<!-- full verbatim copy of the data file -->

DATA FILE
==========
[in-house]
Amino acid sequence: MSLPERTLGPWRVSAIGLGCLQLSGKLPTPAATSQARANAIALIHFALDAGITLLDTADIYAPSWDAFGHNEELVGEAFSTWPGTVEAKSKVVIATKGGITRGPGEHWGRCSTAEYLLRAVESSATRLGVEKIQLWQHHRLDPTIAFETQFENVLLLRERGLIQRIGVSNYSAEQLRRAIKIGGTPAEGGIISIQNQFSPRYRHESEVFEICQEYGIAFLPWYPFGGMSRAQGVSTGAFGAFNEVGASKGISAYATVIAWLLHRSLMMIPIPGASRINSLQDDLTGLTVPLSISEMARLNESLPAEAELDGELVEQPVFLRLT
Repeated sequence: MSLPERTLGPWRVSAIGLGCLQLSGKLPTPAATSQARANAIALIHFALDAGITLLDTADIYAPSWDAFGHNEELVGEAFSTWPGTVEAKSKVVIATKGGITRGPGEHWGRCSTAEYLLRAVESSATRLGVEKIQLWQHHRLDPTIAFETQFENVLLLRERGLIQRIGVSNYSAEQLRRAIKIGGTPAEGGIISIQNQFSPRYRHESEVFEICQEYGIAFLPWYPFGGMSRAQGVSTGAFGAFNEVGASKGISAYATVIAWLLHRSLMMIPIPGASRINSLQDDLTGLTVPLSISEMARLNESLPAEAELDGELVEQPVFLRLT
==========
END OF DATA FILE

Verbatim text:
[in-house]
Amino acid sequence: MSLPERTLGPWRVSAIGLGCLQLSGKLPTPAATSQARANAIALIHFALDAGITLLDTADIYAPSWDAFGHNEELVGEAFSTWPGTVEAKSKVVIATKGGITRGPGEHWGRCSTAEYLLRAVESSATRLGVEKIQLWQHHRLDPTIAFETQFENVLLLRERGLIQRIGVSNYSAEQLRRAIKIGGTPAEGGIISIQNQFSPRYRHESEVFEICQEYGIAFLPWYPFGGMSRAQGVSTGAFGAFNEVGASKGISAYATVIAWLLHRSLMMIPIPGASRINSLQDDLTGLTVPLSISEMARLNESLPAEAELDGELVEQPVFLRLT
Repeated sequence: MSLPERTLGPWRVSAIGLGCLQLSGKLPTPAATSQARANAIALIHFALDAGITLLDTADIYAPSWDAFGHNEELVGEAFSTWPGTVEAKSKVVIATKGGITRGPGEHWGRCSTAEYLLRAVESSATRLGVEKIQLWQHHRLDPTIAFETQFENVLLLRERGLIQRIGVSNYSAEQLRRAIKIGGTPAEGGIISIQNQFSPRYRHESEVFEICQEYGIAFLPWYPFGGMSRAQGVSTGAFGAFNEVGASKGISAYATVIAWLLHRSLMMIPIPGASRINSLQDDLTGLTVPLSISEMARLNESLPAEAELDGELVEQPVFLRLT